CORONAVIRUS infections among hospital staff in the country have risen at an alarming rate.
According to data shared by the National Emergency Operation Centre on Thursday, almost 191 more healthcare providers tested positive for Covid-19 within a week — a 75pc jump from the previous week, taking the number of confirmed healthcare worker cases to almost 450.
Nearly a quarter of this staff was working in critical care units, whereas the majority was attending to patients in other wards of the hospital.
With the highest confirmed cases of health workers reported in Khyber Pakhtunkhwa and Punjab, Balochistan and Sindh are not too far behind.
While there is some relief that one-fifth of those infected have recovered, the situation remains serious as, since the end of February, at least nine medical professionals have succumbed to the virus.
The figures paint a grim picture. Each statistic for active cases of healthcare workers represents a doctor, nurse or other hospital staff member who is now in isolation, at home or quarantined in hospital.
Not only does this mean that there are less medical workers attending to patients, it is also a huge blow to the morale and mental health of the medical community.
These individuals, at great personal risk, don their masks and gloves every day to engage with confirmed Covid-19 patients and, at times, have to watch their patients die.
Though living through dread and fear, these heroes continue to show up and be the backbone of our healthcare system even as they face an epidemic of stress.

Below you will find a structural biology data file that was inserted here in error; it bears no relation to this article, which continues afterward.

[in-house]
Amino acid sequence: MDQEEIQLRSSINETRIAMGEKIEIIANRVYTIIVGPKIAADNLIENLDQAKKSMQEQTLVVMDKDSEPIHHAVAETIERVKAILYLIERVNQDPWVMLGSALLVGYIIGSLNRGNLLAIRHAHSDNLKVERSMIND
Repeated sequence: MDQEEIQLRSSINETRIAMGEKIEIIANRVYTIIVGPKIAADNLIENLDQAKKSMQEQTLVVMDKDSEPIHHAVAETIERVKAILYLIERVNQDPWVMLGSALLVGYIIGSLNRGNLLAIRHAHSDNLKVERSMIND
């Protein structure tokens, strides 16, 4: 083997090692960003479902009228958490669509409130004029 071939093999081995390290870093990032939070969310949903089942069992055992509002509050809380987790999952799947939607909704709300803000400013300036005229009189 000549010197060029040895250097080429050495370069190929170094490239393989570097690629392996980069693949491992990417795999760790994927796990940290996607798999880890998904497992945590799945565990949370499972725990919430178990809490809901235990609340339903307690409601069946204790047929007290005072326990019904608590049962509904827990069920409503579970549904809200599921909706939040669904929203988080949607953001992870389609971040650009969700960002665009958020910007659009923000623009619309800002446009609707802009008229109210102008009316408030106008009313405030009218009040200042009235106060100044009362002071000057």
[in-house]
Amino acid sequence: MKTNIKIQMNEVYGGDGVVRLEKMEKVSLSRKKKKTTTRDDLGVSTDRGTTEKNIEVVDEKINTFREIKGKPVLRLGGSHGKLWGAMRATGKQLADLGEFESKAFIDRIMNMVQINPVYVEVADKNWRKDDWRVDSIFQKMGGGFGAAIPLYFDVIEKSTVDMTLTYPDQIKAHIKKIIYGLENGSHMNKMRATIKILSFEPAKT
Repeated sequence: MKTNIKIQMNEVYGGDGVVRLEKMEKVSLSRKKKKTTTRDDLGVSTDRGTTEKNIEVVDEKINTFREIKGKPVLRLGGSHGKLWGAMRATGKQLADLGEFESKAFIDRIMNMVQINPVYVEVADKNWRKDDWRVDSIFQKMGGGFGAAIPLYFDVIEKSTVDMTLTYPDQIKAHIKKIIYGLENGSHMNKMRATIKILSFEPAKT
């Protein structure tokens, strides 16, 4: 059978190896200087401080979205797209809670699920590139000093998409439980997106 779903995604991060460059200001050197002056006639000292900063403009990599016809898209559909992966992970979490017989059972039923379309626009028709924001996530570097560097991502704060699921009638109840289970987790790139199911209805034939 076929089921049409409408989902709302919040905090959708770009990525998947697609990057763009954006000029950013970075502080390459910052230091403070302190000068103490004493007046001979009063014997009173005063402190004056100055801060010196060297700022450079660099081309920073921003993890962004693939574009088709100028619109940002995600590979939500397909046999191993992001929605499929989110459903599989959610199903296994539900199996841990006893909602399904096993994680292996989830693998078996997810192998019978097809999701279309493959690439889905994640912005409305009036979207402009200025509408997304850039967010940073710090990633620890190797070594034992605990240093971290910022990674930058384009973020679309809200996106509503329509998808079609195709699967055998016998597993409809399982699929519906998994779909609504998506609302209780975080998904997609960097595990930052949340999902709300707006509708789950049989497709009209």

The government must do everything in its power to protect our healthcare workers. Priority must be given to manufacturing or procuring personal protective equipment; ramping up daily testing — which is still less than half of the targeted 25,000 — and training healthcare staff on how to limit the spread of the virus inside the hospital through strict protocols.
Unfortunately, doctors in almost all the provinces have either taken to the streets to protest the lack of PPE or shared their fears with journalists. Last month’s scenes of doctors protesting the lack of equipment in Quetta, and being baton-charged by police were ghastly.
The federal and provincial governments must plan ahead and ensure that such savage episodes are never repeated. Doctors’ pleas to authorities for better protection and restricted public movement must not go unnoticed.
Top officials should engage with the healthcare community to understand and address their concerns. Finally, if the rate of infections among medical workers continues to grow, the government must not be defensive about an extension in the lockdown.
The prime minister is right to note that Pakistan’s cases are not as bad as those of Italy and the UK. But he should not forget that our healthcare system is also far less sophisticated and developed than the one in those countries.
Published in Dawn, May 4th, 2020